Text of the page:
What I want to do — Part 3

Through my previous blog posts I have talked about the different paths that I could choose in the games industry. Through this blog I will be talking about why I want to be developing sports games and what I need to do in order to get to the very top of this industry.

To start off — I am huge fan of watching any kind of sports. The sheer joy of watching a sports game with friends who may/may not support the same team/player as you do is a feeling only an avid sports fan would know. Sports games are a complex and challenging genre of the interactive entertainment business, with a long list of special problems and considerations not present in most other games such as artificial intelligence (tactical and strategic), statistics, motion capture, physics, or any of the myriad other programming, art, and sound issues that make them different from other games.

One thing you get by watching sports is attention to detail. Bringing them into a game is really difficult and this is exactly what I want to do. No rule is straight-forward when building a sports game. Lets take a simple example of passing a ball in two different sports — Football and NBA. The concept is simple — pass the ball to another player, but to translate that into a game is whole different level.

There are different types of passes that you need to make. For example — Football has a variety of passes like short pass, precision pass, grounded long pass, lobbed pass, through ball, chipped through ball, curved pass and what not. Each of them are different from each other and required a different set of physics. This is not the only thing that the developer has to keep in mind. Things like what kind of player is passing the ball, trying to replicate how different players do their respective actions in the real world and trying to make them happen in a game where people really think that’s an accurate representation of the sport is super hard.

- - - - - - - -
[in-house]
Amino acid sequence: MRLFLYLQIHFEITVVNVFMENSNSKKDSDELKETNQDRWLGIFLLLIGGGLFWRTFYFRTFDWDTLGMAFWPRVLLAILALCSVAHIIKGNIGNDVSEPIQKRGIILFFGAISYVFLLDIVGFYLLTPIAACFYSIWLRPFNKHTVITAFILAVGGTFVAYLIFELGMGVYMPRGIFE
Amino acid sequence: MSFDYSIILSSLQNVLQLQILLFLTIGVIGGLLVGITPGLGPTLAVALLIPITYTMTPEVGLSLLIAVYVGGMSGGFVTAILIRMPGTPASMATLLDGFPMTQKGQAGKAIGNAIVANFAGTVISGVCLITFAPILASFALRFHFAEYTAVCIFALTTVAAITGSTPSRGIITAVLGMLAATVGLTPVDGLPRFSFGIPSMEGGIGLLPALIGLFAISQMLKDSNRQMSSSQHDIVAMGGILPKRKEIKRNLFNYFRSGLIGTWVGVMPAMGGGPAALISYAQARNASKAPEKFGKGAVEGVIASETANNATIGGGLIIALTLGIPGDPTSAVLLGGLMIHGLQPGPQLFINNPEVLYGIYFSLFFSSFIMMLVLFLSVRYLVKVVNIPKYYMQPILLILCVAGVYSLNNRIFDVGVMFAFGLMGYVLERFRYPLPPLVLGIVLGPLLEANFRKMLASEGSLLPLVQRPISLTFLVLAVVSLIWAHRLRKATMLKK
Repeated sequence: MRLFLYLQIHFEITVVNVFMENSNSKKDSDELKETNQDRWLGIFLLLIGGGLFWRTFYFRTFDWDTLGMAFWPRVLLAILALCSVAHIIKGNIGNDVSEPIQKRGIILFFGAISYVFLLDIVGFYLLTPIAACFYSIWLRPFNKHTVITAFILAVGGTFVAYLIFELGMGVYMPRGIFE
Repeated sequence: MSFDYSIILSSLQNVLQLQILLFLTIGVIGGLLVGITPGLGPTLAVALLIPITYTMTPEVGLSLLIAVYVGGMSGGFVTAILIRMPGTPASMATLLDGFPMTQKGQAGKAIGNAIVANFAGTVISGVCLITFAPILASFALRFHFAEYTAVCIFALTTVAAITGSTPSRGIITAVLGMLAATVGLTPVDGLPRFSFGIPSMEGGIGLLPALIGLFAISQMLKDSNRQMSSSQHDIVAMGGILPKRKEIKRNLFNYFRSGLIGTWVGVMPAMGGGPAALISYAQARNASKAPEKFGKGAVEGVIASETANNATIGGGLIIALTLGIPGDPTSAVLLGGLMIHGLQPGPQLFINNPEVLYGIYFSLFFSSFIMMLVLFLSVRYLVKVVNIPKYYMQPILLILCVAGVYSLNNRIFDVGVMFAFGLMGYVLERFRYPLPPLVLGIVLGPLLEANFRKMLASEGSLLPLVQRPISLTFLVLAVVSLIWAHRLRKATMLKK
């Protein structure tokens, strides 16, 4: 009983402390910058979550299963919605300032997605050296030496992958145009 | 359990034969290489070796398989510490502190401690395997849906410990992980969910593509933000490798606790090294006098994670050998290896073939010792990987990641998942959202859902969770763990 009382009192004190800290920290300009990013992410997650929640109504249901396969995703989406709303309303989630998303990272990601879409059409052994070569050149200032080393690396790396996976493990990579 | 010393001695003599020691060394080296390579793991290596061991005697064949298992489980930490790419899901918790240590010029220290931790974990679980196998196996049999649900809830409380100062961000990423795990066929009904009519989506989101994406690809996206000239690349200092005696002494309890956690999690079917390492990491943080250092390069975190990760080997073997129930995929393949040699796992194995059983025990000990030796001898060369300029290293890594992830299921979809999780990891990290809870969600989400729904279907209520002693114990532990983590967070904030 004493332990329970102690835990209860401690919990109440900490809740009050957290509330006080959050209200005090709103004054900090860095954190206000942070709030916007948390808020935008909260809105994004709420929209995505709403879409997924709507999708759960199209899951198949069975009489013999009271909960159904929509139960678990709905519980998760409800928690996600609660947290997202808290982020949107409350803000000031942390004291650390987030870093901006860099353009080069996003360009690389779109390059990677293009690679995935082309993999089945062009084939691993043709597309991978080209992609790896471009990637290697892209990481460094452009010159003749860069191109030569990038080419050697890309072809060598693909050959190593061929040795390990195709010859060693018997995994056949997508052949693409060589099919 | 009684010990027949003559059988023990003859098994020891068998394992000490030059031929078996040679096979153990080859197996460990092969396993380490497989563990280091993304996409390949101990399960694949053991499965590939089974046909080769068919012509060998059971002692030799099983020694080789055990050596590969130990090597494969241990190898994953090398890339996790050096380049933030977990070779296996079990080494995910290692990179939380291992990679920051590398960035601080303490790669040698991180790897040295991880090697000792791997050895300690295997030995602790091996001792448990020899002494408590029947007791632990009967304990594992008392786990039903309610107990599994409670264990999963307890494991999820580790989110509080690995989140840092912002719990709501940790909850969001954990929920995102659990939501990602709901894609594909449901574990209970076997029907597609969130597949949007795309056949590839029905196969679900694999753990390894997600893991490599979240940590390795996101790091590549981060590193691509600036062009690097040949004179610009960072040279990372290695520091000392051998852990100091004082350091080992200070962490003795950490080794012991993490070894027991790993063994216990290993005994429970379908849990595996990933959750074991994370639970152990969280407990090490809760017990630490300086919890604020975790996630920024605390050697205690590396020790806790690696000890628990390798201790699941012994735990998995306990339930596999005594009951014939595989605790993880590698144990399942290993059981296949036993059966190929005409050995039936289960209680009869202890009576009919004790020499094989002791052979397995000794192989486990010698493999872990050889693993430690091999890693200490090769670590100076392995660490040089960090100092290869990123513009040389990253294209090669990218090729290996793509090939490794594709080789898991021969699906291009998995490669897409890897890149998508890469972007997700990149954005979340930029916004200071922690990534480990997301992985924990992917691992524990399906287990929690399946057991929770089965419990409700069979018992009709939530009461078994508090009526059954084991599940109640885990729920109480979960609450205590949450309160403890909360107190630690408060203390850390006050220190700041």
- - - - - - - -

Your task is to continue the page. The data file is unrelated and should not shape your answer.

Another thing that really interests me is the camera system that needs to be used in such sports games. Camera control is especially problematic for single-machine multi-player games. A lot of sports games are played by two people on a single console, watching a single TV. The optimal view for a given player may be completely unusable for his opponent. To be fair, the same view must be equally playable for both of them. You need to think this over very carefully too. Buy a few games and study them, pay close attention to button layouts, changing modes, and camera behavior.

The final part that’s the most appealing to me is the constant improvement of the AI. These really include a lot of things — intelligent passes, improved defensive techniques, knowledge of space in the field, knowledge of pitch and weather conditions, etc. These things play a big part in deciding how accurate is this a representation of a real life event and can the players playing the game relate to it. Having a bad AI in such type of games can destroy the feel of it and make the game feel artificial.

These are some of the few reasons of why I want to get into developing sports games and also why I love playing these kind of games as well.